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State v Kimbrough

4-20-2012 Ohio:

State v Kimbrough
(2012 Ohio 1773)

The essence of this is, that AWA/SORNA changed the penalty for failure to register, and that new penalty cannot be applied to folks who were previously registered (before AWA/SORNA was enacted in Ohio)

The court said:

The state of Ohio appeals from the termination entry ordering defendant-appellee Robert Kimbrough to serve five years of community-control sanctions for failing to notify the sheriff of Montgomery County that he had changed his address as required by R.C. 2950.05(A).

In December 2005, Kimbrough was convicted of gross sexual imposition and two counts of rape. He, therefore, became subject to the notification requirements of Ohio’s version of Megan’s Law. See former R.C. Chapter 2950. At the time, former R.C. 2950.05(A) required those required to register under R.C. 2950.04 to notify the sheriff “at least twenty days prior to changing the offender’s . . . residence address * * * .” Former R.C. 2950.05(F)(1) provided: “No person who is required to notify a sheriff of a change of address pursuant to division (A) of this section shall fail to notify the appropriate sheriff in accordance with that division.” A violation of former R.C. 2950.05 was a third-degree felony. Former R.C. 2950.99(A)(1)(a)(i).

In 2007, the General Assembly enacted the Ohio version of the federal Adam Walsh Act, P.L. No. 109-248, 120 Stat. 587, codified at Section 16901 et seq., Title 42 U.S. Code.
The Ohio version included two parts: (1) 2007 Am.Sub.S.B. No. 10, which adopted a three-tiered system of sex offender classification that depended upon the identity of the sex offense of which the offender was convicted, with different, and generally more onerous, reporting, notification, and registration requirements; and (2) 2007 S.B. 97, which changed the penalties attached to conviction for failure to comply with requirements, and, in many situations, enhanced those penalties. Both parts of the Adam Walsh Act became effective on January 1, 2008. State v. Buelow, 2d Dist. Montgomery No. 24570, 2012-Ohio-832, ¶ 6.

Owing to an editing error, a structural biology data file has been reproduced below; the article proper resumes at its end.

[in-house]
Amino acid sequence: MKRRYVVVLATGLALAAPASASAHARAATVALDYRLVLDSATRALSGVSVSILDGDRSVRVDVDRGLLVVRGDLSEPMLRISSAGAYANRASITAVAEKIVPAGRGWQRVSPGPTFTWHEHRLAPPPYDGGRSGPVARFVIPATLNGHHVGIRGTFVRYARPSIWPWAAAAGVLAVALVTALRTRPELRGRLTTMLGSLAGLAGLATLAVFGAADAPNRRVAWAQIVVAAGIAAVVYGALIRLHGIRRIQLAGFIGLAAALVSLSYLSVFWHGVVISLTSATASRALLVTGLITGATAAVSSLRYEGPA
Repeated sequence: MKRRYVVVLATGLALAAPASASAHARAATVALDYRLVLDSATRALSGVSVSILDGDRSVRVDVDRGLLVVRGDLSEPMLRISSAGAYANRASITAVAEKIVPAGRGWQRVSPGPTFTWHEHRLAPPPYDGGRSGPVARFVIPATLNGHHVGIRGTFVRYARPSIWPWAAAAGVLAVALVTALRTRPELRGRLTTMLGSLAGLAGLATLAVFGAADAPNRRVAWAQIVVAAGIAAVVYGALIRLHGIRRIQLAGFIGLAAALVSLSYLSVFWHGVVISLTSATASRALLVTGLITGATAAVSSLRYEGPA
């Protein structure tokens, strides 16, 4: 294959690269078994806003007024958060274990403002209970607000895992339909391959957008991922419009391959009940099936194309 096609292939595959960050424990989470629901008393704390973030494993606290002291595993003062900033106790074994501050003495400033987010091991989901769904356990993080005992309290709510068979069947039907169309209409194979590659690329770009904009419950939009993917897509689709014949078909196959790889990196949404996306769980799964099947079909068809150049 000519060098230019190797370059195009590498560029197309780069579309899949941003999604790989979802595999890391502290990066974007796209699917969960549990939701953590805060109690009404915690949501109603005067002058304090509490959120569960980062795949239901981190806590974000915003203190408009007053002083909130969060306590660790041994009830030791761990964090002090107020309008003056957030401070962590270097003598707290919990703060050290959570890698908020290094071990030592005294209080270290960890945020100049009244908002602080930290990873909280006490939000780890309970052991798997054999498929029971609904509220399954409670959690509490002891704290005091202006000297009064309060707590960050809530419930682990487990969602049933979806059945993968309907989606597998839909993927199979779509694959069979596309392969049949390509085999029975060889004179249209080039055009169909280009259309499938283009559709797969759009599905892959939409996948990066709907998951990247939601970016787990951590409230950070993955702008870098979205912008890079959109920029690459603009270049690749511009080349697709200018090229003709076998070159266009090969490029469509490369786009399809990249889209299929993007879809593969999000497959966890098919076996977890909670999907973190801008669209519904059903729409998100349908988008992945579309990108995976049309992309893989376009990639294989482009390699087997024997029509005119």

R.C. 2950.05 continues to provide that those offenders required to register under R.C. 2950.04 shall notify the sheriff of any change in residence address “at least twenty days prior to changing the address * * * .” R.C. 2950.05(A). And as before, R.C. 2950.05(F)(1) states that “[n]o person who is required to notify a sheriff of a change of address pursuant to division (A) of this section * * * shall fail to notify the appropriate sheriff in accordance with that division.” But now, under R.C. 2950.99,
If the most serious sexually oriented offense * * * that was the basis of the * * * change of address notification * * * is a felony of the first, second, third, or fourth degree if committed by an adult * * * the offender is guilty of a felony of the same degree as the most serious sexually oriented offense * * * that was the basis of the notice of * * * change of address * * * requirement that was violated * * * .” R.C. 2950.99(A)(1)(a)(ii).

Nevertheless, this court has recognized that application of the Adam Walsh Act classification scheme and reporting, notification, and registration requirements to someone who committed his or her offense before the enactment of the Adam Walsh Act constitutes a retroactive application of a punitive statute, in violation of the Retroactive Laws prohibition in Article II, Section 28, of the Ohio Constitution. Buelow at ¶ 7, citing State v. Williams, 129 Ohio St.3d 344, 2011-Ohio-3374, 952 N.E.2d 1108.

Following this precedent, we overrule the state’s single assignment of error and affirm the judgment of the trial court.

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